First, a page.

Wilkinson suggests that the traditional concept of feed efficiency be re-examined to reflect the quantity of human-edible crop inputs that are used to produce a unit of energy or protein from animal products. For example, humans cannot digest pasture, only 20% of the nutritional value of oilseed meals can be utilized for human food and yet 80% of nutrients within cereals, pulses and soybean meal are human-edible. By partitioning out the human-edible component of animal feed, Wilkinson demonstrates that the human-edible energy feed efficiency ratios for pork and cereal beef are similar (Figure 1*) and that dairy production actually produces twice the amount of human-edible energy than it uses (input:output ratio of 0.5). On a protein basis, cereal beef has a higher human-edible protein feed efficiency ratio (3.0) than pork (2.6), but suckler beef systems where cattle are grazed on pasture again produce more human-edible protein than they consume (input:output ratio of 0.9, Figure 2*). Not only are these revised feed efficiency estimates considerably lower than those quoted by Foley, but they underline the importance of herbivorous grazing animals in utilizing human-inedible forage to produce animal protein.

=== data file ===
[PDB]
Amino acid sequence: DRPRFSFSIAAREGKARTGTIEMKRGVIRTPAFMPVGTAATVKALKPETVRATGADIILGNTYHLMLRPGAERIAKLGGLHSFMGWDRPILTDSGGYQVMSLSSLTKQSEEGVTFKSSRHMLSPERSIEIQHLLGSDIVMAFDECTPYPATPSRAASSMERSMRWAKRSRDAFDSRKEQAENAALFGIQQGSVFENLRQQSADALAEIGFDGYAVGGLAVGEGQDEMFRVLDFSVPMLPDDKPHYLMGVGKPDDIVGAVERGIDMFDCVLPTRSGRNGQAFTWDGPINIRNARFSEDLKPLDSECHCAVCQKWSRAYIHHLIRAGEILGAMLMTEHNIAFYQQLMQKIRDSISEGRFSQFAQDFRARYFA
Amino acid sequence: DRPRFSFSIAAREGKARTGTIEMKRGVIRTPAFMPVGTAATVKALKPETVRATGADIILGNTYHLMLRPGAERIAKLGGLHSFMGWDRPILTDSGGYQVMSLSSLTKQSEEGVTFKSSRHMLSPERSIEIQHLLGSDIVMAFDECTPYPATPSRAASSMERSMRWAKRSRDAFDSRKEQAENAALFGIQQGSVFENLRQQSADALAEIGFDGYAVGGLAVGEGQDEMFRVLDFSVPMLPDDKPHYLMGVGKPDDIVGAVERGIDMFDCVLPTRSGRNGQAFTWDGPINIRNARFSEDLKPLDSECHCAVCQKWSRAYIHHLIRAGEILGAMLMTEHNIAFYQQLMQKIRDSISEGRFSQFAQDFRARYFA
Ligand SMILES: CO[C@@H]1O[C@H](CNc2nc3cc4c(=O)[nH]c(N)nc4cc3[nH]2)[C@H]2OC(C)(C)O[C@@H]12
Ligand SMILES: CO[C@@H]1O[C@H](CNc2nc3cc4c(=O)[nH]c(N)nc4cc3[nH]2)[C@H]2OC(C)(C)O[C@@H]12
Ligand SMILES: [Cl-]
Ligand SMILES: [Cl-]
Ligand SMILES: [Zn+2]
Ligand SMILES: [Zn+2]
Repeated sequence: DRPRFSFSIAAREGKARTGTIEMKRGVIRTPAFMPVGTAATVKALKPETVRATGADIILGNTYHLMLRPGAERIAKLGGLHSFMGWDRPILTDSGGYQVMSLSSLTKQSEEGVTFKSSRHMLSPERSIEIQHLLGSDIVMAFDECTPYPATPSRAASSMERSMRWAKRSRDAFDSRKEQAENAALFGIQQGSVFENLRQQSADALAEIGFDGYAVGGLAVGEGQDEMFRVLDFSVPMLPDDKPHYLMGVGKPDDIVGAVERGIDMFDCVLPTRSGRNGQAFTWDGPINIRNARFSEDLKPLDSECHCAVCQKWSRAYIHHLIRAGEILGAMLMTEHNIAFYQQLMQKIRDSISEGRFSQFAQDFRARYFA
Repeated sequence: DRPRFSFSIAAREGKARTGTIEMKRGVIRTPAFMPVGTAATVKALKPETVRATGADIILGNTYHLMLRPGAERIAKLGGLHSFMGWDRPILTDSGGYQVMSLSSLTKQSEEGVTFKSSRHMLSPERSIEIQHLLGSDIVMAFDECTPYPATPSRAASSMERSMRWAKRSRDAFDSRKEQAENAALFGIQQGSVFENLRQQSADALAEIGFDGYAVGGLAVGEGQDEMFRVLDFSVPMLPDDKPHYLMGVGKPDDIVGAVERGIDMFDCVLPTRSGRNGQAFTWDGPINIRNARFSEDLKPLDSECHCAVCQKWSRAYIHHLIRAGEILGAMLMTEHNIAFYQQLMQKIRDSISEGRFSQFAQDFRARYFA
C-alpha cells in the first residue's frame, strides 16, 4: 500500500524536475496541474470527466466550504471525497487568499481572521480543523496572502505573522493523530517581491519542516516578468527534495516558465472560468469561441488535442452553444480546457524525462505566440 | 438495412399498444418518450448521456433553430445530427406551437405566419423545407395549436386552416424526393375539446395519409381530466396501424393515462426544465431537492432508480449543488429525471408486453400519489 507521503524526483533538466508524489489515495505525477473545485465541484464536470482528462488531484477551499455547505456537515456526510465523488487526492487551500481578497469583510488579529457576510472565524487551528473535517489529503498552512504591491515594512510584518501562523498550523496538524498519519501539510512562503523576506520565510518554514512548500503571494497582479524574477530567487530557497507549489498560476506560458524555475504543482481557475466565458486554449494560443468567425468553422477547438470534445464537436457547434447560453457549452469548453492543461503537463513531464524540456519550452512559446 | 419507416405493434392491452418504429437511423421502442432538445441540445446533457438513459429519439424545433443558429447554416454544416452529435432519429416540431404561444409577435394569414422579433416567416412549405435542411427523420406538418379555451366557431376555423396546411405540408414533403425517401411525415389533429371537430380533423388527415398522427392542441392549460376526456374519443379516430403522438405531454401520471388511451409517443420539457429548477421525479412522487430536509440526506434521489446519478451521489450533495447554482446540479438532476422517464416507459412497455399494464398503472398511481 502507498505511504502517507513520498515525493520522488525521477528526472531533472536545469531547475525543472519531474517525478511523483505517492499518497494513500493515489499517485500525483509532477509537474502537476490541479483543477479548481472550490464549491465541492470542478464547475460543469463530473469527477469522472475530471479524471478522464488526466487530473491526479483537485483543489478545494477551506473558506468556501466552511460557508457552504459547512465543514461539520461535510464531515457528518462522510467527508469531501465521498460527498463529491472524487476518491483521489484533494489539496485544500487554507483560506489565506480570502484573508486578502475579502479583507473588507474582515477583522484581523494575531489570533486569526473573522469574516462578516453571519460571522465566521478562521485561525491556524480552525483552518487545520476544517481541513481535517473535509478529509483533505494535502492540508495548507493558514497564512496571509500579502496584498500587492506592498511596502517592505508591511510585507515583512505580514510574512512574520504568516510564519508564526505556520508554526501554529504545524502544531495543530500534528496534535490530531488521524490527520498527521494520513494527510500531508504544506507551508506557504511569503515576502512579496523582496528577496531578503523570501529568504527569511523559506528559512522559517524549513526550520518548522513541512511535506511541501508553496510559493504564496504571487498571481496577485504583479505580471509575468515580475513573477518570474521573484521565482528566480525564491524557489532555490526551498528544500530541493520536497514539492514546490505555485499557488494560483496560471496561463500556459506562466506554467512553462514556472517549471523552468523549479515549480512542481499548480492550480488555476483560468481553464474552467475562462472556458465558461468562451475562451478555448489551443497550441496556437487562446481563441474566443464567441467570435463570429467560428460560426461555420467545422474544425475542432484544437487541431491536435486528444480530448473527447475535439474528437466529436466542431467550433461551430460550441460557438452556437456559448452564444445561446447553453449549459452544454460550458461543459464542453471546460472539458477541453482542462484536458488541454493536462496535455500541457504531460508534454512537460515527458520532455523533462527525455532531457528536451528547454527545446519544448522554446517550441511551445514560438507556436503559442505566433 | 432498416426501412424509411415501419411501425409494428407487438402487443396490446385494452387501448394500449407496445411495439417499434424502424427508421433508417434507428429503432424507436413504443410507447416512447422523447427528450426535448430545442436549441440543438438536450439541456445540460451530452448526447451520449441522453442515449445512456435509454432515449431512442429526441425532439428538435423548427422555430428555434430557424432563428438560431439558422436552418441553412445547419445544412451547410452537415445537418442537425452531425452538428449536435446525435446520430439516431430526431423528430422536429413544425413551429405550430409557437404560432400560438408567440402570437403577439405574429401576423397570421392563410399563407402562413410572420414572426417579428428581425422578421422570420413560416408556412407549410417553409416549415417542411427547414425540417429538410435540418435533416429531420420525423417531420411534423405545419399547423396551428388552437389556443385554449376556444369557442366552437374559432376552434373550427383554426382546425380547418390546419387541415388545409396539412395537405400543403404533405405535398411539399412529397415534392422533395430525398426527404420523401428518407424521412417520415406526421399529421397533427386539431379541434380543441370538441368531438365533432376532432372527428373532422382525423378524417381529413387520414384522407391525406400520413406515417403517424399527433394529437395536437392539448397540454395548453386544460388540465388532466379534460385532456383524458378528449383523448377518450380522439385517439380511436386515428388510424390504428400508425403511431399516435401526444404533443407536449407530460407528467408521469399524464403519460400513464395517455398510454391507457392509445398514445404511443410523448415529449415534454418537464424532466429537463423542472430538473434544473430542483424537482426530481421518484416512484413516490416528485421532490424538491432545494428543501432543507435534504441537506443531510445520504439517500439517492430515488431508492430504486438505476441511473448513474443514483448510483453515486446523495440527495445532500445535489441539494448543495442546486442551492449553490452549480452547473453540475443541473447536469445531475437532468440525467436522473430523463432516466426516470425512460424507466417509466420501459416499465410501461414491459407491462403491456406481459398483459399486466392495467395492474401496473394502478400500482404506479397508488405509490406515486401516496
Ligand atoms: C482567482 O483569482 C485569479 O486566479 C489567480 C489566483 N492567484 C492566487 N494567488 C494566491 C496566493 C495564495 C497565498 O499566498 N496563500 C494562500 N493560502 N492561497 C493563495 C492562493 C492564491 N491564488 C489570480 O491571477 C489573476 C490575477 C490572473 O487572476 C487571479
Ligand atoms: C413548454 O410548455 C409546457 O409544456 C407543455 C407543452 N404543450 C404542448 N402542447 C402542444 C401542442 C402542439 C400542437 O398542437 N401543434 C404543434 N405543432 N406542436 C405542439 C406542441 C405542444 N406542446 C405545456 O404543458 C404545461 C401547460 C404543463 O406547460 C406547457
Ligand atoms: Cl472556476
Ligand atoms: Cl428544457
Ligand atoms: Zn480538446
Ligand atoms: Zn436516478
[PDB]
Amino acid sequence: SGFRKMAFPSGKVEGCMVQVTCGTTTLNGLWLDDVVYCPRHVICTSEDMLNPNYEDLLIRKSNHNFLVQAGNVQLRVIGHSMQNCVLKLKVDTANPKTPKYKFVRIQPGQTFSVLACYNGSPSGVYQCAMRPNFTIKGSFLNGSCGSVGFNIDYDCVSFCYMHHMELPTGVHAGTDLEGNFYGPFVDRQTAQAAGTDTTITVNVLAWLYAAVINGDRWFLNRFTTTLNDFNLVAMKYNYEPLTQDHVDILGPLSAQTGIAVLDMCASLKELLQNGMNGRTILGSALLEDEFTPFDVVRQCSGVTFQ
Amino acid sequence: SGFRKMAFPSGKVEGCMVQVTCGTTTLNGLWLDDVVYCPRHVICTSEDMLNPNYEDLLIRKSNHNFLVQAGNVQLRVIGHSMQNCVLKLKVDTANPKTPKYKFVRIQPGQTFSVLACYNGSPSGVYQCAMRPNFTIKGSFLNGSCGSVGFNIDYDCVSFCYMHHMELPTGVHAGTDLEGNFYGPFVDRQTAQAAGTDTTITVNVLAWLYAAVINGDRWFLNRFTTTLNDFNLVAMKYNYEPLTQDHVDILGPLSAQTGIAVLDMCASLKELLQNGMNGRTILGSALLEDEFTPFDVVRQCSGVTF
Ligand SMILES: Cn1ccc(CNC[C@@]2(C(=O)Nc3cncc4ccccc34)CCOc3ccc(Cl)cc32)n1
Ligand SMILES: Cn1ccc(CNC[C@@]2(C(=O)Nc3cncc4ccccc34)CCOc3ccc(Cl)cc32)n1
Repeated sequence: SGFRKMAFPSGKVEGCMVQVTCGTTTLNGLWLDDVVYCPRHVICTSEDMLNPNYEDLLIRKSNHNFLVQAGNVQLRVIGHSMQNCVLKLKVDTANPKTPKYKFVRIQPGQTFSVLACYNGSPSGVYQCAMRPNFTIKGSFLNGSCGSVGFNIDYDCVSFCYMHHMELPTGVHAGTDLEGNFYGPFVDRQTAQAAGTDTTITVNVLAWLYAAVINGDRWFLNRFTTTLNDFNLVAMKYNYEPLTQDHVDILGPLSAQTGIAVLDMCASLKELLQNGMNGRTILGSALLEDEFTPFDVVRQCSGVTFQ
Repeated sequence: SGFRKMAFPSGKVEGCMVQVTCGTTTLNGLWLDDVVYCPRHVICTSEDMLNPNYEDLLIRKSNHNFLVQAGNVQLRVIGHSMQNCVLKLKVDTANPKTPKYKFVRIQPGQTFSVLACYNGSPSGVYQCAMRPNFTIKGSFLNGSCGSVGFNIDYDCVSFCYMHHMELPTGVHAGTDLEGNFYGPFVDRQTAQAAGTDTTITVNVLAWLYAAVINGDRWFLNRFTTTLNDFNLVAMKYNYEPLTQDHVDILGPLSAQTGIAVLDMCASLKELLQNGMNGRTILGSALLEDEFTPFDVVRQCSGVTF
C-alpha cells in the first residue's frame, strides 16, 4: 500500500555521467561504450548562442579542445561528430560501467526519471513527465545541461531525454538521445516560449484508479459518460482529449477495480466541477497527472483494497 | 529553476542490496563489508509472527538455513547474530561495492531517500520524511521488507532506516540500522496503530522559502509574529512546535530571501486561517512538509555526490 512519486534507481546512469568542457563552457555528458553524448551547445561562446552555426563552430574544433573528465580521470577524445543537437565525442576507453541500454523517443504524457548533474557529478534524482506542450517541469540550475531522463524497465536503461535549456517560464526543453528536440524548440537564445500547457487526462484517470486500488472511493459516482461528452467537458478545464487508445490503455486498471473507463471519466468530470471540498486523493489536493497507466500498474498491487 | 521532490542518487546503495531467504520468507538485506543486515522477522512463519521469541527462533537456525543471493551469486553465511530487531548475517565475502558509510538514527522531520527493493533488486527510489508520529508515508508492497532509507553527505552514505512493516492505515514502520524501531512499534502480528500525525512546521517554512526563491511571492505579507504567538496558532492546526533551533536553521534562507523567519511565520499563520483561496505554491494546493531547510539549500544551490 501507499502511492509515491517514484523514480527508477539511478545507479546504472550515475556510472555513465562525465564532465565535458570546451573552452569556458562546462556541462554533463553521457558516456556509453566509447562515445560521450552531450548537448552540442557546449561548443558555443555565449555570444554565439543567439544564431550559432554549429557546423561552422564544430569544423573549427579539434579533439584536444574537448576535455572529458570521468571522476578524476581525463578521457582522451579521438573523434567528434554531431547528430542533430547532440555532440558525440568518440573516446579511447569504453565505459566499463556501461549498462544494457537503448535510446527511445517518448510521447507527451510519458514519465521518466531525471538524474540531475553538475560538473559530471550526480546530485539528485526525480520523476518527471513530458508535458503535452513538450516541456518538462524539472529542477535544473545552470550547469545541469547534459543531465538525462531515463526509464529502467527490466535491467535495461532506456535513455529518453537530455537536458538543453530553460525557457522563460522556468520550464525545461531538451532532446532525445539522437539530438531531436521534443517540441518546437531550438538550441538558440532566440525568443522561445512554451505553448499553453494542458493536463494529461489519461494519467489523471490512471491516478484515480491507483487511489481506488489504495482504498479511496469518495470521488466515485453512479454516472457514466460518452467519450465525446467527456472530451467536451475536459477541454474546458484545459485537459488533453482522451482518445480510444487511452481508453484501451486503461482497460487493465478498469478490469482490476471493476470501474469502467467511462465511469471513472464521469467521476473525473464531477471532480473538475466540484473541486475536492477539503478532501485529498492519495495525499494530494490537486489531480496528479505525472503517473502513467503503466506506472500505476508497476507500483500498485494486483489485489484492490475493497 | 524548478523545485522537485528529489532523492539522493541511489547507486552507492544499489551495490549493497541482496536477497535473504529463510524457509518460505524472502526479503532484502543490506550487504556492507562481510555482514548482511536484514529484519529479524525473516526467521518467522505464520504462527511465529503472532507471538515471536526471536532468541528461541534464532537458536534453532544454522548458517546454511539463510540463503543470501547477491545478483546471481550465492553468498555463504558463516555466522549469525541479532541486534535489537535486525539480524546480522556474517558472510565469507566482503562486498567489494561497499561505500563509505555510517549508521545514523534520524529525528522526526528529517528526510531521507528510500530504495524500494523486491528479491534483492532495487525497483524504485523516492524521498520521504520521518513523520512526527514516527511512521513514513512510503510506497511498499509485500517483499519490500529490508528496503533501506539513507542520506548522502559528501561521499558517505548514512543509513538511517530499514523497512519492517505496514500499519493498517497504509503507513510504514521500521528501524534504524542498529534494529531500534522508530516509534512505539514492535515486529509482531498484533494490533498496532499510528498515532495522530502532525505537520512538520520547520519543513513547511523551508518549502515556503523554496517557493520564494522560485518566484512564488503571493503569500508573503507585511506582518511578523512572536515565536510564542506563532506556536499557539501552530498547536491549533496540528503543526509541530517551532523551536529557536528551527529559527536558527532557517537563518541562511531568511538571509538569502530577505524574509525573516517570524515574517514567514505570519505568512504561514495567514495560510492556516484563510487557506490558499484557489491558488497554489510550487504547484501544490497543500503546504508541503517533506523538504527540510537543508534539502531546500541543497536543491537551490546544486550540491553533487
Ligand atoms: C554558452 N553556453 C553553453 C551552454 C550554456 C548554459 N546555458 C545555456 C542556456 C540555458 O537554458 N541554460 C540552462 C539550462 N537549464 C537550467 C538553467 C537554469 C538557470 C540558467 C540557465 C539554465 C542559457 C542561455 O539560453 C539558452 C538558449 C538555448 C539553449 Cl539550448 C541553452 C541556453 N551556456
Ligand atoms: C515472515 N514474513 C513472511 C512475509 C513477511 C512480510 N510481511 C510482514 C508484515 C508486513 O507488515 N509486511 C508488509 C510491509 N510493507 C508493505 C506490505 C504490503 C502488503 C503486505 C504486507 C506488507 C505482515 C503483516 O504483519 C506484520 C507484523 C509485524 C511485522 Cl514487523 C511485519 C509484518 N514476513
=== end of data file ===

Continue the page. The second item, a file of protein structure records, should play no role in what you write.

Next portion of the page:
Numbers have power – it’s always tempting to base a suggestion around a single data point that “proves” the argument. Feed efficiency is a useful metric, but as we face an ever-increasing challenge in balancing food demand, resource availability and consumer expectations, it’s critical that we examine the bigger picture. The ruminant animal has a major evolutionary advantage in its ability to digest forages – we may be better acquainted with the human dietary advantages of probiotic bacteria than our ancestors, but until we are equipped with human rumens (humens?) we cannot hope to effectively make use of all crop resources.